Essential health benefits will be required on Ohio health insurance plans in 2014. The Affordable Care Act specifically mandates coverage that must be included on single and family policies. Some of the categories of these benefits include: preventive and wellness services, pediatric treatment, prescriptions, hospitalization, maternity, and mental health/substance abuse.
A “benchmark” plan is chosen to act as a starting point or “shell” of what all available Exchange policies should look like. Ohio’s benchmark choice was an Anthem BCBS PPO contract (Blue Six Blue Access). This plan contains many benefits that you probably already have on your individual or group contract. Some of these include primary care and specialist visits, emergency room services, prescriptions and many other familiar coverages.
However, some of the mandated (required) benefits will be quite new for many consumers. Some of these newer plan additions include non-emergency coverage outside of the US, annual eye exam, prenatal and postnatal care, all maternity delivery expenses, mental health inpatient and outpatient services, substance abuse disorder and non-preferred drugs. Complete details can be found here. Yes…all 26 pages.
Of course, since there are so many new benefits to be included on these policies, someone has to pay for it. And it’s YOU! Industry experts are predicting rate increases as much as 70%. However, the government (through you again), will give a subsidy to reduce prices if you meet income requirements. If you’re confused, you’re not alone. We will be available to help sort out the mess.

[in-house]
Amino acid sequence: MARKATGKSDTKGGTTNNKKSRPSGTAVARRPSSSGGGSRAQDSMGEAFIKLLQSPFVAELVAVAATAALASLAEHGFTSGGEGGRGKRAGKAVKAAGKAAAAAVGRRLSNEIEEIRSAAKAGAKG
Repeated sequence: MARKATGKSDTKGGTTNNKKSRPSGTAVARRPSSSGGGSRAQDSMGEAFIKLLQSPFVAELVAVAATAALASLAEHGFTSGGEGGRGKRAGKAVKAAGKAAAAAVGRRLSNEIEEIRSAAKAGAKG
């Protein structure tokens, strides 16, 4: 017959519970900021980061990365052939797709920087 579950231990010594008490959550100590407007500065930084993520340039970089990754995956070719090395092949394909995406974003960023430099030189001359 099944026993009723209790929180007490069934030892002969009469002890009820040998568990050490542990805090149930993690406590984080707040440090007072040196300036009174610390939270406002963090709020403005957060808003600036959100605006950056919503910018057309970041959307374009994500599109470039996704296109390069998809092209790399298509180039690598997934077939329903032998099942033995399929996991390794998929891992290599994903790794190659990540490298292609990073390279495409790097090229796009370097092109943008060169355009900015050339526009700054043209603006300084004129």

Currently, health insurance rates in Ohio are quite low compared to other areas of the country. For example, our rates are about 15% lower than Indiana, 25% lower than Pennsylvania, and 60% lower than New Jersey. However,in 2014, when Exchanges become available, the situation will change. Although prices will increase, in fairness, Buckeye State premiums will still be very attractive compared to most other states.
Since “essential benefits” will have to be included on all plans, prices will go up. Lower income generates the higher the tax credit (subsidy) you will receive to lower the premium. Four a family of four, if household income is more than $96,000, to keep the rate affordable, you’ll have to get creative by selecting a “Bronze” (the cheapest) policy or perhaps buying coverage “outside” of the Exchange. The more members of the household, the larger your potential subsidy will become.
For lower-income households, Medicaid will still be available, and the cost of coverage will be low. For those households that prefer not to select Medicaid as their primary healthcare resource, Marketplace plans will still be offered (off-Marketplace), but federal subsidies will not be applied to reduce the premium.